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    NACS Invests $900K in Lobbying Lawmakers

    Issues included credit-card fees, price gouging, minimum wages and tobacco taxes.

    WASHINGTON -- NACS, the Association for Convenience and Petroleum Retailing, spent $900,000 lobbying the federal government in the first half of 2007, The Associated Press reported, citing a recent disclosure form.

    NACS, formerly known as the National Association of Convenience Stores, lobbied on various pieces of legislation, including those dealing with credit-card fees, price gouging, underground storage tank funding, immigration reform, minimum wages and tobacco taxes, according to the form posted online Aug. 13 by the Senate's public records office.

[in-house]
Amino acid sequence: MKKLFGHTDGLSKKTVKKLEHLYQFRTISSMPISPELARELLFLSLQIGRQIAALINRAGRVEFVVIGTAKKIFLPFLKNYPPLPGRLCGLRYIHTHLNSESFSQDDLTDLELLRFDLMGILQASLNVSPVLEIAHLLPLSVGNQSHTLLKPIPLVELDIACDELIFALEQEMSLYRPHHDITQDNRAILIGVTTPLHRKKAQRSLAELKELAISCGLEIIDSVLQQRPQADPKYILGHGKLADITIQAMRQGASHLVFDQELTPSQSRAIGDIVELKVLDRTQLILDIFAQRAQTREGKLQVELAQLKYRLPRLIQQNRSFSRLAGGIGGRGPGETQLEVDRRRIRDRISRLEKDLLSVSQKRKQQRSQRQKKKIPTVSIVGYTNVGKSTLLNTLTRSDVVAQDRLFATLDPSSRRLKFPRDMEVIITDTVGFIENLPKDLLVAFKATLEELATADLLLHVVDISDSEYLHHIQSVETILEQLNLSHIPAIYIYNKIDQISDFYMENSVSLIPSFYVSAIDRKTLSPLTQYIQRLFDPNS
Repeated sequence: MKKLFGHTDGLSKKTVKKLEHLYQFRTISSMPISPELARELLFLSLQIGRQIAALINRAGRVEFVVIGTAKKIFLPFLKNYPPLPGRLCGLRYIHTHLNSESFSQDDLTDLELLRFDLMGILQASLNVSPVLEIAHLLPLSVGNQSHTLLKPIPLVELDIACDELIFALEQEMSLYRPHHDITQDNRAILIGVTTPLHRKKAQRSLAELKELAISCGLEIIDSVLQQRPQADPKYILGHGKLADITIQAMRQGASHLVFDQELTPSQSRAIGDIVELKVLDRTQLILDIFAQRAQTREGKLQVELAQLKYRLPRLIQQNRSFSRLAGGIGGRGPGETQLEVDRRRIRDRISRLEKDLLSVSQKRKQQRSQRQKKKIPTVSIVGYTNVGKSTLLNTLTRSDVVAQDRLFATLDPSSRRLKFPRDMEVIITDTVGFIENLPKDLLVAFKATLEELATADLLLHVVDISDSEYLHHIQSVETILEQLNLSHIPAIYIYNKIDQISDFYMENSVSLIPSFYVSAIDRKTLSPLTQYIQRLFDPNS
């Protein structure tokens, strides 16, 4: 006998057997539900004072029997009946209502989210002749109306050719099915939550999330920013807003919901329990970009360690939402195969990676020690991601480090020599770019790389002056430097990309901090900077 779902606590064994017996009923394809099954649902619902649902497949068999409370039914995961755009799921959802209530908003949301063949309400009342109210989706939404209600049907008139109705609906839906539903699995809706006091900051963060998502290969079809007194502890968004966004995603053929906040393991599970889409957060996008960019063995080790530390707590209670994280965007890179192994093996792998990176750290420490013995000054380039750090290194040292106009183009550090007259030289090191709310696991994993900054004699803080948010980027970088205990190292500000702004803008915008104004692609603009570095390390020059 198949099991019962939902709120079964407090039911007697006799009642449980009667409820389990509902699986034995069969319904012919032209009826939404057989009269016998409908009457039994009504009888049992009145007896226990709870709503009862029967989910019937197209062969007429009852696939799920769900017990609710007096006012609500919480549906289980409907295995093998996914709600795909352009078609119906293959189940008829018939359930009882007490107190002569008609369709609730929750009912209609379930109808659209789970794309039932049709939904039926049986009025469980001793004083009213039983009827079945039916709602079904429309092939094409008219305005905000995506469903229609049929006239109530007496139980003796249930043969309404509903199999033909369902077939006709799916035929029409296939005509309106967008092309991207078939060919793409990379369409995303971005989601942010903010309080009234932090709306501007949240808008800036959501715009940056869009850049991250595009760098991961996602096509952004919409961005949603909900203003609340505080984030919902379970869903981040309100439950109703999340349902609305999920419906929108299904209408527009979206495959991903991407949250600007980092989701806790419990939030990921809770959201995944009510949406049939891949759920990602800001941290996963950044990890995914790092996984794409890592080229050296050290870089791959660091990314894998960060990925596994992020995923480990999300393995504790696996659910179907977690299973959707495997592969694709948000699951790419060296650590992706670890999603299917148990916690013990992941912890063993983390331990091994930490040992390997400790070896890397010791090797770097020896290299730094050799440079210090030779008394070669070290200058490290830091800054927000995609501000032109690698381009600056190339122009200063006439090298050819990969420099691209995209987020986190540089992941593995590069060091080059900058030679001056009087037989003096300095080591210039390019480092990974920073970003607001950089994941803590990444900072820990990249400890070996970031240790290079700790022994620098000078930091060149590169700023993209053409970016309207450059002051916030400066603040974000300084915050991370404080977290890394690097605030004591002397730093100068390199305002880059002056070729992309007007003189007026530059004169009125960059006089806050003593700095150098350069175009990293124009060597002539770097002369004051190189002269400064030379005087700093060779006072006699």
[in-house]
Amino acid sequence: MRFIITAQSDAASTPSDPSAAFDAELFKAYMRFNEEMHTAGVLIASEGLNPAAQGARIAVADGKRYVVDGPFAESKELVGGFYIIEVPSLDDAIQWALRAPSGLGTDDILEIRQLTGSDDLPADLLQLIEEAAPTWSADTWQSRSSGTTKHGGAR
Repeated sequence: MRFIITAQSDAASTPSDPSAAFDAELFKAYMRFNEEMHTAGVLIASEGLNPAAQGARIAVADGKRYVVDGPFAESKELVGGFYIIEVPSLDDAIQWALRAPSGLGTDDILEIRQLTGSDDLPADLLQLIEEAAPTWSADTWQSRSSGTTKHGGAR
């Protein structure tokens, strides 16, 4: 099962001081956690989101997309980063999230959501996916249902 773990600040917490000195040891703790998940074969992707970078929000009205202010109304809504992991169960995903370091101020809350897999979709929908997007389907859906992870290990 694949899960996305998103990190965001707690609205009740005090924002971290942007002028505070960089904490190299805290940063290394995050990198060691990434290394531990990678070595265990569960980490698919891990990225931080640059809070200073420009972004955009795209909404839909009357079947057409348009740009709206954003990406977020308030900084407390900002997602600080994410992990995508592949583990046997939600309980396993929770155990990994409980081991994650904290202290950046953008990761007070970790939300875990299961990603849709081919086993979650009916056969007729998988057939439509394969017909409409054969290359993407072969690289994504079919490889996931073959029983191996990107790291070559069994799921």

The group also lobbied on issues related to cough and cold medicines containing the active ingredient, dextromethorphan, or DXM. Some convenience stores have stopped selling products containing DXM to customers under age 18 because young people have been known to abuse them, the AP reported.

    NACS' board includes representatives from ExxonMobil Fuels Marketing, 7-Eleven Inc., Coca-Cola Co. and others. The group represents more than 2,200 retail and 1,800 supplier company members, and is based in Alexandria, Va.

    Under a federal law enacted in 1995, lobbyists are required to disclose activities that could influence members of the executive and legislative branches. They must register with Congress within 45 days of being hired or engaging in lobbying, the AP said.

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